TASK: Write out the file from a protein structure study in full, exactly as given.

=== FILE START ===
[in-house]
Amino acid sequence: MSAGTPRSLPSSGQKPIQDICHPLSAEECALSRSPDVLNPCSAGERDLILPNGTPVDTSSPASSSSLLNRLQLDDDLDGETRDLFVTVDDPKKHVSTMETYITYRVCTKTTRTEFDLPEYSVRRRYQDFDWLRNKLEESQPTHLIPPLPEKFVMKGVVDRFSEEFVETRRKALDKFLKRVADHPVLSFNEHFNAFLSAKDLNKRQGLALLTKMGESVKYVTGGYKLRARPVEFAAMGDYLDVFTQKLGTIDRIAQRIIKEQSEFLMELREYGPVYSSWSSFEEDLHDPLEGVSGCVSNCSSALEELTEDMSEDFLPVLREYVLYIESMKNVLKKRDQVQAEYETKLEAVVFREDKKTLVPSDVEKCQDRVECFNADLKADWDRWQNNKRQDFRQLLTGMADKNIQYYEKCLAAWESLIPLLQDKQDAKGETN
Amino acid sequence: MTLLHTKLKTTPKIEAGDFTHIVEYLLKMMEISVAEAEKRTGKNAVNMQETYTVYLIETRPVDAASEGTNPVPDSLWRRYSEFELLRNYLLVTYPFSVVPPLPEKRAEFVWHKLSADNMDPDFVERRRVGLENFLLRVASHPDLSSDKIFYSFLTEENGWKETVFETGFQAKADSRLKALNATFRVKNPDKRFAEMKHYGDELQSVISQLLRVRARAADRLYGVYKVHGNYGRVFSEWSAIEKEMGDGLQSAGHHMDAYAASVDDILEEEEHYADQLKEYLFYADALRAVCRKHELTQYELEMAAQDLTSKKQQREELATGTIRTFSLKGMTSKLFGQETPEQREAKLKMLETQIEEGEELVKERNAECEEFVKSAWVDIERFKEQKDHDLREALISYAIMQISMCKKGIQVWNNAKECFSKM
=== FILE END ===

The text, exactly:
[in-house]
Amino acid sequence: MSAGTPRSLPSSGQKPIQDICHPLSAEECALSRSPDVLNPCSAGERDLILPNGTPVDTSSPASSSSLLNRLQLDDDLDGETRDLFVTVDDPKKHVSTMETYITYRVCTKTTRTEFDLPEYSVRRRYQDFDWLRNKLEESQPTHLIPPLPEKFVMKGVVDRFSEEFVETRRKALDKFLKRVADHPVLSFNEHFNAFLSAKDLNKRQGLALLTKMGESVKYVTGGYKLRARPVEFAAMGDYLDVFTQKLGTIDRIAQRIIKEQSEFLMELREYGPVYSSWSSFEEDLHDPLEGVSGCVSNCSSALEELTEDMSEDFLPVLREYVLYIESMKNVLKKRDQVQAEYETKLEAVVFREDKKTLVPSDVEKCQDRVECFNADLKADWDRWQNNKRQDFRQLLTGMADKNIQYYEKCLAAWESLIPLLQDKQDAKGETN
Amino acid sequence: MTLLHTKLKTTPKIEAGDFTHIVEYLLKMMEISVAEAEKRTGKNAVNMQETYTVYLIETRPVDAASEGTNPVPDSLWRRYSEFELLRNYLLVTYPFSVVPPLPEKRAEFVWHKLSADNMDPDFVERRRVGLENFLLRVASHPDLSSDKIFYSFLTEENGWKETVFETGFQAKADSRLKALNATFRVKNPDKRFAEMKHYGDELQSVISQLLRVRARAADRLYGVYKVHGNYGRVFSEWSAIEKEMGDGLQSAGHHMDAYAASVDDILEEEEHYADQLKEYLFYADALRAVCRKHELTQYELEMAAQDLTSKKQQREELATGTIRTFSLKGMTSKLFGQETPEQREAKLKMLETQIEEGEELVKERNAECEEFVKSAWVDIERFKEQKDHDLREALISYAIMQISMCKKGIQVWNNAKECFSKM